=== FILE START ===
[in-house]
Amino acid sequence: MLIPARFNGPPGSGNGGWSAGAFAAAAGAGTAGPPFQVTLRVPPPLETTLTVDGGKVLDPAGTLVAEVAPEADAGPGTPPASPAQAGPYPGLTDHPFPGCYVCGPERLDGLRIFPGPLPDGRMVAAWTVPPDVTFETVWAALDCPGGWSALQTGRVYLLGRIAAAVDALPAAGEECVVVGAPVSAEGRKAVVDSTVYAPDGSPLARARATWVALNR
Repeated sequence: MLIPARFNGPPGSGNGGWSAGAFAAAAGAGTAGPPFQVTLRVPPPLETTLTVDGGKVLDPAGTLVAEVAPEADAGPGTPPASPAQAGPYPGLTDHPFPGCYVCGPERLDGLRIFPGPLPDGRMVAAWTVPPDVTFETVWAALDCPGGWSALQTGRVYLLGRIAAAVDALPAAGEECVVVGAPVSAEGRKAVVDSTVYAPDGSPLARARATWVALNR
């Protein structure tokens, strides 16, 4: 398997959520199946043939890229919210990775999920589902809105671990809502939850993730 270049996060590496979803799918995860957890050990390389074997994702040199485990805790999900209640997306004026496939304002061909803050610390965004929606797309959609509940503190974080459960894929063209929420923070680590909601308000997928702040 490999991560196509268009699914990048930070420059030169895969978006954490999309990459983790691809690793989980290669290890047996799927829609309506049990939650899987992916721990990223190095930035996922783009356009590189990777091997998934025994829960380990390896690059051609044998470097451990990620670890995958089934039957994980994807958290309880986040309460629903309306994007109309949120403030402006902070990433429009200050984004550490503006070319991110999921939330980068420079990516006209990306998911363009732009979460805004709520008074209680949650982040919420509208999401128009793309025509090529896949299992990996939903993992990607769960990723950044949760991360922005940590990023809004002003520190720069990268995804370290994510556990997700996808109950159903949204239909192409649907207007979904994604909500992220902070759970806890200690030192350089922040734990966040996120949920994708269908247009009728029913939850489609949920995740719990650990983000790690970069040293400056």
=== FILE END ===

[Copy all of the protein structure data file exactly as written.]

[in-house]
Amino acid sequence: MLIPARFNGPPGSGNGGWSAGAFAAAAGAGTAGPPFQVTLRVPPPLETTLTVDGGKVLDPAGTLVAEVAPEADAGPGTPPASPAQAGPYPGLTDHPFPGCYVCGPERLDGLRIFPGPLPDGRMVAAWTVPPDVTFETVWAALDCPGGWSALQTGRVYLLGRIAAAVDALPAAGEECVVVGAPVSAEGRKAVVDSTVYAPDGSPLARARATWVALNR
Repeated sequence: MLIPARFNGPPGSGNGGWSAGAFAAAAGAGTAGPPFQVTLRVPPPLETTLTVDGGKVLDPAGTLVAEVAPEADAGPGTPPASPAQAGPYPGLTDHPFPGCYVCGPERLDGLRIFPGPLPDGRMVAAWTVPPDVTFETVWAALDCPGGWSALQTGRVYLLGRIAAAVDALPAAGEECVVVGAPVSAEGRKAVVDSTVYAPDGSPLARARATWVALNR
């Protein structure tokens, strides 16, 4: 398997959520199946043939890229919210990775999920589902809105671990809502939850993730 270049996060590496979803799918995860957890050990390389074997994702040199485990805790999900209640997306004026496939304002061909803050610390965004929606797309959609509940503190974080459960894929063209929420923070680590909601308000997928702040 490999991560196509268009699914990048930070420059030169895969978006954490999309990459983790691809690793989980290669290890047996799927829609309506049990939650899987992916721990990223190095930035996922783009356009590189990777091997998934025994829960380990390896690059051609044998470097451990990620670890995958089934039957994980994807958290309880986040309460629903309306994007109309949120403030402006902070990433429009200050984004550490503006070319991110999921939330980068420079990516006209990306998911363009732009979460805004709520008074209680949650982040919420509208999401128009793309025509090529896949299992990996939903993992990607769960990723950044949760991360922005940590990023809004002003520190720069990268995804370290994510556990997700996808109950159903949204239909192409649907207007979904994604909500992220902070759970806890200690030192350089922040734990966040996120949920994708269908247009009728029913939850489609949920995740719990650990983000790690970069040293400056």